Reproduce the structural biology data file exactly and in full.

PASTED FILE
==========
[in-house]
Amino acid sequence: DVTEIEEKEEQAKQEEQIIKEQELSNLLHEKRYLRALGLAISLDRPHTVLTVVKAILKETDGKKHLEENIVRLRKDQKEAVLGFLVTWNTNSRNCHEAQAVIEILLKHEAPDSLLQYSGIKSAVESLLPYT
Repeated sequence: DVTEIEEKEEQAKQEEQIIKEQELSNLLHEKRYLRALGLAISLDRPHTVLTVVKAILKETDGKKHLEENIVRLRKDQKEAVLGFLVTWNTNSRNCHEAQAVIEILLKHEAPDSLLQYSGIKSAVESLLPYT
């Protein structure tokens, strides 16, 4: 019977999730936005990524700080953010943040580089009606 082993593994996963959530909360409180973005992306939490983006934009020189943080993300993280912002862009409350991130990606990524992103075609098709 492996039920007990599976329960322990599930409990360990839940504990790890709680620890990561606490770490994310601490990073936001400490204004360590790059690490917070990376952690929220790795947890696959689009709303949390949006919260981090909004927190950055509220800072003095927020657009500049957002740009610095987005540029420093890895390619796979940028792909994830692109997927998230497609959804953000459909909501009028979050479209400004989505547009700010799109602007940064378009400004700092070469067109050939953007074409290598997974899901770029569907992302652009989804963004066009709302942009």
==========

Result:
[in-house]
Amino acid sequence: DVTEIEEKEEQAKQEEQIIKEQELSNLLHEKRYLRALGLAISLDRPHTVLTVVKAILKETDGKKHLEENIVRLRKDQKEAVLGFLVTWNTNSRNCHEAQAVIEILLKHEAPDSLLQYSGIKSAVESLLPYT
Repeated sequence: DVTEIEEKEEQAKQEEQIIKEQELSNLLHEKRYLRALGLAISLDRPHTVLTVVKAILKETDGKKHLEENIVRLRKDQKEAVLGFLVTWNTNSRNCHEAQAVIEILLKHEAPDSLLQYSGIKSAVESLLPYT
């Protein structure tokens, strides 16, 4: 019977999730936005990524700080953010943040580089009606 082993593994996963959530909360409180973005992306939490983006934009020189943080993300993280912002862009409350991130990606990524992103075609098709 492996039920007990599976329960322990599930409990360990839940504990790890709680620890990561606490770490994310601490990073936001400490204004360590790059690490917070990376952690929220790795947890696959689009709303949390949006919260981090909004927190950055509220800072003095927020657009500049957002740009610095987005540029420093890895390619796979940028792909994830692109997927998230497609959804953000459909909501009028979050479209400004989505547009700010799109602007940064378009400004700092070469067109050939953007074409290598997974899901770029569907992302652009989804963004066009709302942009």